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Wall Street would have you believe that the most effective way to hedge against unknown market risk is to diversify your portfolio.
The theory is pretty elegant – or at least it's supposed to be.
Spread your money around, they say, and you'll reduce your risk because "everything can't possibly go down at once."
Problem is, that's a load of self-serving hooey.
Today's markets are more correlated than they've ever been, thanks to a witches' brew of computerized trading, exchange-traded funds (ETFs), and leverage.
You've got to do something different if you want to get ahead.
Many folks find that hard to believe.
The correlation part, I mean.
Wall Street spends billions on advertising to highlight the virtues of diversification. There are countless books on the subject. Academia considers it a cornerstone of investing education. So, alas, it must be true.
Legions of investors want to believe that, but…
Here's a shot of the Dow, the S&P 500, the Nasdaq, and the Russell 2000, all plotted together since late 1998. Even the most hardened critic can see that the major indices are moving in near lockstep.
Especially on big down days.
Source: Yahoo! Finance
What's more, you can see that – aside from one big bump ahead of the Internet Bubble in 2000 – all of the indices get even more "alike" after 2003 and 2009, as correlations are generally increasing over time.
Still, Wall Street peddles its wares to the unassuming.
"Buy the indices," they say.
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"You can't beat the markets," they charge – with the implication of "So why even try?"
Yeah, and I've got a bridge to sell you.
Warren Buffett – yes, THAT Warren Buffett, who's worth an estimated $86 billion – says diversification "is protection against ignorance." Moreover, he observes that [diversification] "makes very little sense for those who know what they're doing."
Spread yourself and your money too thin, and you will never, ever beat the markets. Worse, you WILL compromise your results.
Buffett, incidentally, is not alone any more than we are.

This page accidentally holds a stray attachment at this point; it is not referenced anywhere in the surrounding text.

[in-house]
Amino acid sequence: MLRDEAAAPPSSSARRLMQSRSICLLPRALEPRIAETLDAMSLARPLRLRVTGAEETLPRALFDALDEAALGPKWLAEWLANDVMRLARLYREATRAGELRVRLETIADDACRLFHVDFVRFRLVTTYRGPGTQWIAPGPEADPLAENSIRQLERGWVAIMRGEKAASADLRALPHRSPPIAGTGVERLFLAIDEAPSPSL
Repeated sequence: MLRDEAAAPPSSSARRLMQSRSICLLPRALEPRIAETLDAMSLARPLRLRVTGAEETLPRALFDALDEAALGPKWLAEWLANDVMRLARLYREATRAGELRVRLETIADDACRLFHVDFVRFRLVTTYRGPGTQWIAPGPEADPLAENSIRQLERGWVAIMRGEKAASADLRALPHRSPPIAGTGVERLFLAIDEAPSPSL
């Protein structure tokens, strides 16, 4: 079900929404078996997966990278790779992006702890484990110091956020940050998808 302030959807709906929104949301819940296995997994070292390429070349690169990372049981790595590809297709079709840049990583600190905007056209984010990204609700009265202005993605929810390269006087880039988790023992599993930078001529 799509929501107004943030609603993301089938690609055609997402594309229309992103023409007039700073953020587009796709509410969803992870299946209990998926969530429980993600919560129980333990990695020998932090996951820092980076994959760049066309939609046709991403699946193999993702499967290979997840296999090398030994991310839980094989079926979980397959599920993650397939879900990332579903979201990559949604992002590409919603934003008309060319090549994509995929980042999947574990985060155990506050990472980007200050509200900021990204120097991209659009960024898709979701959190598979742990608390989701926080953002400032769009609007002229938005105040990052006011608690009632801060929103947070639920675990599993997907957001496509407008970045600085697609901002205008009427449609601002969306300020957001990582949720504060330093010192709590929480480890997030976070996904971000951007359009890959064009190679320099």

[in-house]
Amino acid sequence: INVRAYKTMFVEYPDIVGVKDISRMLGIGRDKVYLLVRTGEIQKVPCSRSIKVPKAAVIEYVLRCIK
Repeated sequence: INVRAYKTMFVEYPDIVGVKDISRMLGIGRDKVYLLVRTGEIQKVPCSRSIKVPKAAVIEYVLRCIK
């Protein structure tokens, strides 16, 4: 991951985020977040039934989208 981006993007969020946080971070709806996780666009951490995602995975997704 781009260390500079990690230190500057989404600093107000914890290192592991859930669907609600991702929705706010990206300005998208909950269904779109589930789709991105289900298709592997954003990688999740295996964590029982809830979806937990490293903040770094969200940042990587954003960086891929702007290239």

Other great investors go to great lengths to concentrate their investments. Names like George Soros, Jim Rogers, and Doug Kass all come to mind.
William O'Neil even went so far as to say that the winning investor's "objective should be to have one or two big winners rather than dozens of very small profits."
My favorite take, though, comes from money manager James Oelschlager, founder of $1.1+ billion investment management firm Oak Associates. He wryly observed that "no hospital wings or college dormitories have ever been named by an indexer."
Critics, of course, will scream bloody murder when they read this. "International markets are different," they'll challenge. "Diversify by sector," they'll counter.
Good luck with that.
Recent changes in the fiduciary laws make it all but impossible for financial advisors or money managers to set up a concentrated portfolio because they're legally obligated to spread your money around by "acting in your best interest."
And – you guessed it – that's officially a diversified portfolio because a concentrated portfolio runs contrary to commonly accepted wisdom.
Which brings me back to where we started.
About the Author
Keith Fitz-Gerald has been the Chief Investment Strategist for the Money Morning team since 2007. He's a seasoned market analyst with decades of experience, and a highly accurate track record. Keith regularly travels the world in search of investment opportunities others don't yet see or understand. In addition to heading The Money Map Report, Keith runs High Velocity Profits, which aims to get in, target gains, and get out clean. In his weekly Total Wealth, Keith has broken down his 30-plus years of success into three parts: Trends, Risk Assessment, and Tactics – meaning the exact techniques for making money. Sign up is free at totalwealthresearch.com.